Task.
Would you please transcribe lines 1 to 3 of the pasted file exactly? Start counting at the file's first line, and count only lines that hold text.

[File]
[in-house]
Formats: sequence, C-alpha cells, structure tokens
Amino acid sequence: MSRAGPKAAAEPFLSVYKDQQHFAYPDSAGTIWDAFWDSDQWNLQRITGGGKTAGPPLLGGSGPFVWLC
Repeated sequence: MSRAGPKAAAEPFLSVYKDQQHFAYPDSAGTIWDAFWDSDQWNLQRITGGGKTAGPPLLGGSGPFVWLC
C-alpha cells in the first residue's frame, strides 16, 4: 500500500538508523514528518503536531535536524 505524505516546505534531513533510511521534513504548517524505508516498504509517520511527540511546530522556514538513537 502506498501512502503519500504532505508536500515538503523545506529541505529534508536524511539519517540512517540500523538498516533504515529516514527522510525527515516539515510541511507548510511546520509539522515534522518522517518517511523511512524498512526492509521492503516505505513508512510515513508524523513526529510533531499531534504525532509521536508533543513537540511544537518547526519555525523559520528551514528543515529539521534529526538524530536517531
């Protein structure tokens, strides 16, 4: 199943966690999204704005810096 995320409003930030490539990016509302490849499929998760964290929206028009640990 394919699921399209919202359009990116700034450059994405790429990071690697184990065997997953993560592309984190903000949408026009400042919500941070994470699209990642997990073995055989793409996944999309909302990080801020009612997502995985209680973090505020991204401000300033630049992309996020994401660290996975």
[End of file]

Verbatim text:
[in-house]
Formats: sequence, C-alpha cells, structure tokens
Amino acid sequence: MSRAGPKAAAEPFLSVYKDQQHFAYPDSAGTIWDAFWDSDQWNLQRITGGGKTAGPPLLGGSGPFVWLC